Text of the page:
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Evaluating Information

This section focuses on evaluating sources. Deciding which sources will be useful to you, and which ones to filter out is a key skill.

Evaluating information

It is absolutely essential to evaluate the quality of any information you want to use in your assignment. 

You need to develop critical thinking skills in order to make the right judgements about any information you want to use. Critical thinking means that as you read you are:

  • identifying the main issues
  • recognising underlying assumptions
  • evaluating evidence
  • evaluating authorities, people and publications
  • recognising bias, emotional appeals, relevant facts, propaganda, generalities and language problems
Your reading list and the Library Search are good places to start looking for information because the sources have been quality checked by the lecturers and Library staff who have selected and purchased rights to use them.

The advice in this section will help you learn to evaluate the quality of the information you want to use in your assignments. They apply to every kind of information resource.

Evaluating Criteria

When you evaluate information you need to think critically about who wrote it and why, how relevant it is for your needs and whether it is sufficiently up-to-date.

Not all information is good quality information. You will lose marks if you use poor quality information in your assignments. The following criteria will help you decide whether a source is suitable to use:

• Authorship: who wrote or produced it? What was their reason or purpose for writing or creating it? Are they biased?
• Relevance: is it appropriate for your topic, your argument, this level of study?
• Currency: is it up-to-date? Is there anything more recent?

With practice, you will find you automatically start to evaluate everything you read as a matter of course. Follow the links to each of these criteria for a more detailed explanation. Download the guide to Evaluating information for a useful summary. If you need more advice on the suitability of a resource, ask at the library enquiry desk, consult your Subject Librarian or use the online Ask-A-Librarian service.

    Always check the credentials of the author whose work you are reading, whether it is a person or an organisation. Find out if they are an authority and check their motives for possible bias.

    When reading a piece of literature, the first thing you should question is the authority behind that piece of work. The questions below will help you decide if you can trust the author. In general, text books are carefully reviewed by publishers or editors for the quality of their content but you still need to use your critical thinking skills when reading books as they may contain biased information.

    • Is this person known and respected in their field? 

    • Do they have academic status such as Doctor, Professor or Reader?

    • Have they published widely on this subject?

    Check the Library Search for other books by that author and see if they are listed in the references of other books on the subject. This will give some indication of their authority.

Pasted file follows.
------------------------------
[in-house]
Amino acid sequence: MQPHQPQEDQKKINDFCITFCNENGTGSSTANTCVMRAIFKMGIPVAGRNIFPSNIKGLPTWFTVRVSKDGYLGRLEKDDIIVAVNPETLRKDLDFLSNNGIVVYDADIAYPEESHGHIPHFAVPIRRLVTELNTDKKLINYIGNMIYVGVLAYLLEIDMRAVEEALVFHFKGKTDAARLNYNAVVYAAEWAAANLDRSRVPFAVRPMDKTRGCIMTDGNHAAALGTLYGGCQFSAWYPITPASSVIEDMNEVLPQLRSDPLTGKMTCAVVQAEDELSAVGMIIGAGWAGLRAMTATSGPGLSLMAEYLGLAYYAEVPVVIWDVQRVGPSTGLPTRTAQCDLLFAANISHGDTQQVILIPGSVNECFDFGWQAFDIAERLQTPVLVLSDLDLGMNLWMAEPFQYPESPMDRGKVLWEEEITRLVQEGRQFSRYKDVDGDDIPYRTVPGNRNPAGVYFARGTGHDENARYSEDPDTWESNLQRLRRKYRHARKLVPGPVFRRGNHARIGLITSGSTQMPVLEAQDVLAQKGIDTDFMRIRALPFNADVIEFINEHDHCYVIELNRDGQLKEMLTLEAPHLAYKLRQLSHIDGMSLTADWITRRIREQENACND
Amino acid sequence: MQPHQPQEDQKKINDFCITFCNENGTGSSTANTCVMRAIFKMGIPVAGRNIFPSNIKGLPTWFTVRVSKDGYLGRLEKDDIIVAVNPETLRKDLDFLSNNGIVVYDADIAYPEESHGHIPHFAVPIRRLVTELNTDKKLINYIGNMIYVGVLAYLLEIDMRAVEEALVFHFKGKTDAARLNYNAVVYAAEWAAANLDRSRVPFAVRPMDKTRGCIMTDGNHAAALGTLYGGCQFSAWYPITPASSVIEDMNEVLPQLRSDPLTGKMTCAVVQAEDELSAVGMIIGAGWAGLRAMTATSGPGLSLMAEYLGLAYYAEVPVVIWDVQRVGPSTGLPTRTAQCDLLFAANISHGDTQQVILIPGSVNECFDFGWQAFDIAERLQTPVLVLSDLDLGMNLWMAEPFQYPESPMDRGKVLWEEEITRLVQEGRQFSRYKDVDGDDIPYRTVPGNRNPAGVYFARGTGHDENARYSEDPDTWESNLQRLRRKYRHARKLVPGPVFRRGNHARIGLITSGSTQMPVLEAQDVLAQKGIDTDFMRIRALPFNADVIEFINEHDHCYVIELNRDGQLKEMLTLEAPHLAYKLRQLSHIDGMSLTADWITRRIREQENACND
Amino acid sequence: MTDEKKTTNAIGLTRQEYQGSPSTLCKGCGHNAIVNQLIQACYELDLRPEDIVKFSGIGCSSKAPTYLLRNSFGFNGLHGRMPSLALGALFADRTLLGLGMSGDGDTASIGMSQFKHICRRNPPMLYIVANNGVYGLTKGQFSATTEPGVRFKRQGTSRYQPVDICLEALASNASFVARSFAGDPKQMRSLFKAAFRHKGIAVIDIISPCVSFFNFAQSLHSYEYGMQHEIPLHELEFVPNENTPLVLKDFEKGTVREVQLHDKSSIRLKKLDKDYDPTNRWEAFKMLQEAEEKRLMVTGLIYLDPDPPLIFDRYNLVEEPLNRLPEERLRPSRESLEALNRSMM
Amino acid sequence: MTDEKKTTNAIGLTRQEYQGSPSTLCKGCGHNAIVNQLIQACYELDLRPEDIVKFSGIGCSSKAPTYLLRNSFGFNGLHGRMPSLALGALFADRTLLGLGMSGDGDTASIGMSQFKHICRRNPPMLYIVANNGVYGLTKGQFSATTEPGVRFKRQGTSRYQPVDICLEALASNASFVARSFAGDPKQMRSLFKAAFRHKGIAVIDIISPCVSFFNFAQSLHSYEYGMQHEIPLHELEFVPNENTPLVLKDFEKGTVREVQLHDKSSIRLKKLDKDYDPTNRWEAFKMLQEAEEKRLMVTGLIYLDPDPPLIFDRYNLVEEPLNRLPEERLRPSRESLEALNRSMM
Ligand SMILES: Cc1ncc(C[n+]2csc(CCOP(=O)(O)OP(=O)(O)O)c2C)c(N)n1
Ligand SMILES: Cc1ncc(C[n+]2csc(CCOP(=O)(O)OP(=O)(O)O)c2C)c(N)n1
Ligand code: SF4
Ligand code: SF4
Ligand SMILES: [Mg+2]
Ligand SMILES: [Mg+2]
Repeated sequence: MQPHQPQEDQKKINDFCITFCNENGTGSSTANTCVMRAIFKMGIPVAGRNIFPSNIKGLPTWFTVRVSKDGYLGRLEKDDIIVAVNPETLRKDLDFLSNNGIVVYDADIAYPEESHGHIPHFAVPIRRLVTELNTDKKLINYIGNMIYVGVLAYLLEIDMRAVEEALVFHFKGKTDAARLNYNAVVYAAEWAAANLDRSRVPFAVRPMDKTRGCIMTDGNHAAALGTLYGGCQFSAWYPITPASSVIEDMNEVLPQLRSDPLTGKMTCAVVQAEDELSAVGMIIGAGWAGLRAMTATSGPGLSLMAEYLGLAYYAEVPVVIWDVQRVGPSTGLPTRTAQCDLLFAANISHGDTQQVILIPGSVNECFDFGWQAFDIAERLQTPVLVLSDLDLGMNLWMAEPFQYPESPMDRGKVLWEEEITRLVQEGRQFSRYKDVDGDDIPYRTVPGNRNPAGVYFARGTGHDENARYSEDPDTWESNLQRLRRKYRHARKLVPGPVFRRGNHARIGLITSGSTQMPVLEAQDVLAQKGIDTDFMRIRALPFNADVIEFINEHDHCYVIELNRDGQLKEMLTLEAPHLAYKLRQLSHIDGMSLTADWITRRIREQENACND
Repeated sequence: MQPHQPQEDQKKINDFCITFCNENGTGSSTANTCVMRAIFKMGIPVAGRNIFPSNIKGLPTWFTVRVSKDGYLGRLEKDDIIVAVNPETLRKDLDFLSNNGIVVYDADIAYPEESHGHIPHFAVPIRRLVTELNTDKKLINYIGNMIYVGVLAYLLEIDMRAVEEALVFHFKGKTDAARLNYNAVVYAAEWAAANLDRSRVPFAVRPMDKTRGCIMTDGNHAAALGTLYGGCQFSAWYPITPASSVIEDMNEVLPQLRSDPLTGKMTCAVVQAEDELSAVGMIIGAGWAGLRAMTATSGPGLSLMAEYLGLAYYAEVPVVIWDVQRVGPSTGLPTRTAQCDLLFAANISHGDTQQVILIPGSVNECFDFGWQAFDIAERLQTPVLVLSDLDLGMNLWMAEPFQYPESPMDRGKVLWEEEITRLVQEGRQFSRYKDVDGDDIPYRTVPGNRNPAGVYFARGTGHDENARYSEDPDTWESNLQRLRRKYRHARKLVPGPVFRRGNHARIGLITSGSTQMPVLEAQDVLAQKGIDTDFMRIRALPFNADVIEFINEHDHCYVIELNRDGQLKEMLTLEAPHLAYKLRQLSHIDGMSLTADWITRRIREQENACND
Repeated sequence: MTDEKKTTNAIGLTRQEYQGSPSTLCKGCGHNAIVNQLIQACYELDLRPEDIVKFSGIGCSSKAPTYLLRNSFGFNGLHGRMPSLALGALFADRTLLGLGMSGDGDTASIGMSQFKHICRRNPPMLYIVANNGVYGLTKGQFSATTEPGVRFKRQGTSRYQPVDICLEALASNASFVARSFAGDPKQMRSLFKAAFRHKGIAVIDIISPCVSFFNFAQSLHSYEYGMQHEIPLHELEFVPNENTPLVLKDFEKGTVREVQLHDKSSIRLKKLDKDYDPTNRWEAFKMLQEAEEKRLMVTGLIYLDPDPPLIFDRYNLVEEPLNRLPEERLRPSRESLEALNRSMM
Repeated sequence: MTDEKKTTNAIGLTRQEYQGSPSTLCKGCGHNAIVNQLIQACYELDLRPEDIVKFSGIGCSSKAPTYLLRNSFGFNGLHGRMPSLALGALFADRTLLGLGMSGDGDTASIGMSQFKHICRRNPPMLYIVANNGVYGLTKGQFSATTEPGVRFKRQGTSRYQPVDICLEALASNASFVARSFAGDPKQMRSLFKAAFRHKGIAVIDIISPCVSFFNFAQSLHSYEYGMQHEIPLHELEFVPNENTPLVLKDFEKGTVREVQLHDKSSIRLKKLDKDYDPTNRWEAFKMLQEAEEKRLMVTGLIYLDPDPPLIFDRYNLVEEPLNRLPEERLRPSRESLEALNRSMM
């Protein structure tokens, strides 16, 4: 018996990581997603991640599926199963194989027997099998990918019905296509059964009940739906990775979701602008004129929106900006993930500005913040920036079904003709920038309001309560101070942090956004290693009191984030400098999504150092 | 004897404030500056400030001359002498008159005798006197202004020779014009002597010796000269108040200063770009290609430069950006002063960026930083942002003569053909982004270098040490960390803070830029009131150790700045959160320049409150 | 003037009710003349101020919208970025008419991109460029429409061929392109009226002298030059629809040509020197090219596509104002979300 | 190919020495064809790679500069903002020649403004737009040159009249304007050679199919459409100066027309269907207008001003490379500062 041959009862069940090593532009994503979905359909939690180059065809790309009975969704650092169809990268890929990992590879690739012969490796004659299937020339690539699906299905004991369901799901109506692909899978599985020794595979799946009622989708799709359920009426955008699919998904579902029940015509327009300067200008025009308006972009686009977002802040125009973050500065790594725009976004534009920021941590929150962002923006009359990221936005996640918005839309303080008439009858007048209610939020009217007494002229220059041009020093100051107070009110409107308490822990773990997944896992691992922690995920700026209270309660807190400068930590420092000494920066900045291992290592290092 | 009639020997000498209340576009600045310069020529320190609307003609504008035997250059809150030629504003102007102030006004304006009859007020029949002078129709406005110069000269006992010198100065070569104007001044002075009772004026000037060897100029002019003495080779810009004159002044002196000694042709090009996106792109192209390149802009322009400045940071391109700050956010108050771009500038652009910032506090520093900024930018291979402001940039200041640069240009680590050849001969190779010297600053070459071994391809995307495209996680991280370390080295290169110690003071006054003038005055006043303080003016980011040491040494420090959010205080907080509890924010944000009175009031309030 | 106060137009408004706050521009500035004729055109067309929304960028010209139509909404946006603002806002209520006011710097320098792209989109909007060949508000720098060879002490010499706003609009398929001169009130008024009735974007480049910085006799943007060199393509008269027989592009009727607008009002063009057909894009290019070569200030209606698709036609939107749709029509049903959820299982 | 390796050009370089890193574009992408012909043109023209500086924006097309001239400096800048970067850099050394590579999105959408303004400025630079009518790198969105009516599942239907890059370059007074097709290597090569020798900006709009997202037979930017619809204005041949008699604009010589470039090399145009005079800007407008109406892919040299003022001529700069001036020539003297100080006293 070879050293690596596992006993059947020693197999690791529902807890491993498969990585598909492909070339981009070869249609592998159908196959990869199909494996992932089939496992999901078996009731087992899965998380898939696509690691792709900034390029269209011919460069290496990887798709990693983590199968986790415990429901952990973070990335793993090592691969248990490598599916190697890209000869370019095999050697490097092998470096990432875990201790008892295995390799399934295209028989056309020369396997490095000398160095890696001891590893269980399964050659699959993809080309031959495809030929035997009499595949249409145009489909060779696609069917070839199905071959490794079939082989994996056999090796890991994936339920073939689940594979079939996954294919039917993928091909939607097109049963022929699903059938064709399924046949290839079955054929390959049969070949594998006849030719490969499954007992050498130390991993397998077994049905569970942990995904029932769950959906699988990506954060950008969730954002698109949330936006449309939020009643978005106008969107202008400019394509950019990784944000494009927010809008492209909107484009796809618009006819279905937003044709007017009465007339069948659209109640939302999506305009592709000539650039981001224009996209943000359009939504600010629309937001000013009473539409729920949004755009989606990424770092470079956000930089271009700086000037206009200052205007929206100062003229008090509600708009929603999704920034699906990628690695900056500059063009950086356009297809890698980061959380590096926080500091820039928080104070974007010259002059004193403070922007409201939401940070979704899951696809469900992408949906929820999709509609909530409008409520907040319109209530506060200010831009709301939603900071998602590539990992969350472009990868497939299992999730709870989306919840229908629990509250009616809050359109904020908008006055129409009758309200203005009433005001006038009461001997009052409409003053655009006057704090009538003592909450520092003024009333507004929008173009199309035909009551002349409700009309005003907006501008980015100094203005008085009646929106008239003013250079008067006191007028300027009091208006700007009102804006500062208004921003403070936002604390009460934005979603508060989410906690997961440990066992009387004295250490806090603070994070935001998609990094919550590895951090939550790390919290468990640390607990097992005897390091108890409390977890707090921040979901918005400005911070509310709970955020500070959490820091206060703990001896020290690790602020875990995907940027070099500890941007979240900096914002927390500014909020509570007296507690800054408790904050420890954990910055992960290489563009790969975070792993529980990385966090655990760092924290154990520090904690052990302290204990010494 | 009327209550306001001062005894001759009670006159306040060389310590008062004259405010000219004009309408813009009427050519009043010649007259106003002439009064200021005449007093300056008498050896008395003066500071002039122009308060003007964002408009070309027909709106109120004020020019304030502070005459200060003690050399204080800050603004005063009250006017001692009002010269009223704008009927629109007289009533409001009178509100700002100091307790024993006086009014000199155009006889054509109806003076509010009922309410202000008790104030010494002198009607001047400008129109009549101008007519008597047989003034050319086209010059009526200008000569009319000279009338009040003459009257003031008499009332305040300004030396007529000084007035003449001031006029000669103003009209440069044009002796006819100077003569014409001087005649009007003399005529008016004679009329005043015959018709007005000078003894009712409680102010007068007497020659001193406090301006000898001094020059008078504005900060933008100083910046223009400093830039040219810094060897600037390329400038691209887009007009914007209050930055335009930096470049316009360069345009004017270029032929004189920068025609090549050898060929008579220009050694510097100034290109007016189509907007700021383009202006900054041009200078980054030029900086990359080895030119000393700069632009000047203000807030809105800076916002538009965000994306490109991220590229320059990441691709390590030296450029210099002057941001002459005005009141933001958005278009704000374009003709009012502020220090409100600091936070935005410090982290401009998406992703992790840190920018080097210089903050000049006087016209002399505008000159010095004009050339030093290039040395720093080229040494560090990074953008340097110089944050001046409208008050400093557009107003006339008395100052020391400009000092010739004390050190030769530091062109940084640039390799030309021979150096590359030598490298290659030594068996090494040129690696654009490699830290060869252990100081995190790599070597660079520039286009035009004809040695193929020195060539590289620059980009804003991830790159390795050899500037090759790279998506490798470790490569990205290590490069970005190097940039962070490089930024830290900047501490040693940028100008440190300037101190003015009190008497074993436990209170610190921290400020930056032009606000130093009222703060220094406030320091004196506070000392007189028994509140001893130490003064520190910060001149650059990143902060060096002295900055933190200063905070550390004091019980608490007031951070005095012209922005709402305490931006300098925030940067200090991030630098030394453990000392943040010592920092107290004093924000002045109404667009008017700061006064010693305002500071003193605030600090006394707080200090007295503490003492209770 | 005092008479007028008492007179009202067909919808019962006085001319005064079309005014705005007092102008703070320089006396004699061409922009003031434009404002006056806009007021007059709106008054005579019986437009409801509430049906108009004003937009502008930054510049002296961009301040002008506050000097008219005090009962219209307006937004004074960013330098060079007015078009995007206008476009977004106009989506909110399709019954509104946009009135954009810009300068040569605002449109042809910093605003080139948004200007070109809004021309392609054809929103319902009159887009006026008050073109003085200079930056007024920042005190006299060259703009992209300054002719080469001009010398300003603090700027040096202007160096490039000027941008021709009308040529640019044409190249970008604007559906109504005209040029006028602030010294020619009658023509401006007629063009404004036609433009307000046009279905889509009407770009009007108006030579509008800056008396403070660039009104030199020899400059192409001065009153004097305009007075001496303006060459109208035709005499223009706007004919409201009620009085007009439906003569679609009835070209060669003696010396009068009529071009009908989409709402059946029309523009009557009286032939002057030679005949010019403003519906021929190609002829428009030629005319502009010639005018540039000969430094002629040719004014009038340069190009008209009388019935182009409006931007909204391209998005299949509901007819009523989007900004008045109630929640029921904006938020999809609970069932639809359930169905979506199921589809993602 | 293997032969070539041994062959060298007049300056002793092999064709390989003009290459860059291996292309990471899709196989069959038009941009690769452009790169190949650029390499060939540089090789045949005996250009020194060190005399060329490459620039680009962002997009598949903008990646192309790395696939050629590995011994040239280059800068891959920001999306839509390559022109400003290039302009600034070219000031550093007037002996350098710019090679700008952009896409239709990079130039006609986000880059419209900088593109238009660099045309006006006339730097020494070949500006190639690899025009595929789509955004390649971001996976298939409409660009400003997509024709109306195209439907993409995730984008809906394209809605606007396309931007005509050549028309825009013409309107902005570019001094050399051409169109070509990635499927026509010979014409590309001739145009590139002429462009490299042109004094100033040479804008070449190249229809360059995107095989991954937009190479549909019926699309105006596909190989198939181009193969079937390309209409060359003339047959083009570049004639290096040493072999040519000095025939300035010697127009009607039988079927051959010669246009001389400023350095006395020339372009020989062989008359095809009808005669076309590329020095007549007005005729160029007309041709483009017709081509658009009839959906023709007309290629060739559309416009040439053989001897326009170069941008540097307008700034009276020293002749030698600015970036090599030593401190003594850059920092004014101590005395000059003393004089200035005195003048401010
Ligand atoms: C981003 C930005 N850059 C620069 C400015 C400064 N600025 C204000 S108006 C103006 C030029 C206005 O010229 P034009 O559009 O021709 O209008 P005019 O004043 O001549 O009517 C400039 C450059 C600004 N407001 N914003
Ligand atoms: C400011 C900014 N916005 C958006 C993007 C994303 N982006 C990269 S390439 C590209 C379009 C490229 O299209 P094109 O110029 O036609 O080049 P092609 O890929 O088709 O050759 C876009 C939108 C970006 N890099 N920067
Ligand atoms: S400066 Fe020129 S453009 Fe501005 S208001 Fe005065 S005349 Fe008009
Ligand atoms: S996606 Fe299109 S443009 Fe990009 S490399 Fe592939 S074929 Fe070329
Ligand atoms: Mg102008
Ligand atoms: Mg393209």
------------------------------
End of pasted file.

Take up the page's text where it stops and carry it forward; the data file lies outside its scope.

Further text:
• Is this person objective?

    • Are they working for or sponsored by an organization that wants to sell you a product? For example, an article commissioned and produced by a well-known mobile phone provider might not be suitable for an essay on the impact of telephone masts on the environment.

    • Could the author have a reason for trying to convert you to their view point, such as political or religious beliefs?
    Try to check the information with similar articles published in a peer-reviewed journal as they are peer-reviewed by academics and so highly trustworthy.


    Even good quality information needs careful examination to make sure it is directly relevant to your particular assignment.

    Ask yourself why a particular book, article or other piece of literature might be useful to support your argument or approach. Abstracts are a quick, easy way to see the main topics and angles of a book or journal article without needing to look through it all.

    Think about the scope and the focus of any piece of information. Are you looking for general facts, specific data, a focus on one country or the whole world? Does the information you have found match what you need?

    You should also think about the level of the information. A Ph.D thesis or high level research paper might be too advanced and detailed for your needs but something written for GCSE students will be too basic.

    Remember, even information of the highest quality may not necessarily be relevant for your current topic and from that point of view should not be used.


    The date of publication will help you decide whether a source is current or out-of-date.

    Currency depends on your subject. Fast-changing fields within Computing and Science may require more up-to-date materials than Humanities and Social Sciences, which often have classic texts that it is important to read. If your assignment has a historical context, then you will need to use both new and old information and, in this case, the older information is not out-of-date.

    Check when a book was published by looking for the copyright date on the back of the title page, usually a few pages into the book. Make sure you are reading the latest edition of a book by looking in the Library Search as textbooks are updated frequently. Check whether the information you have found is up-to-date by searching carefully for any newer resources. If nothing has changed since something was written, then it will be useful no matter how old it is!

    Journal articles almost always contain more up-to-date information than books.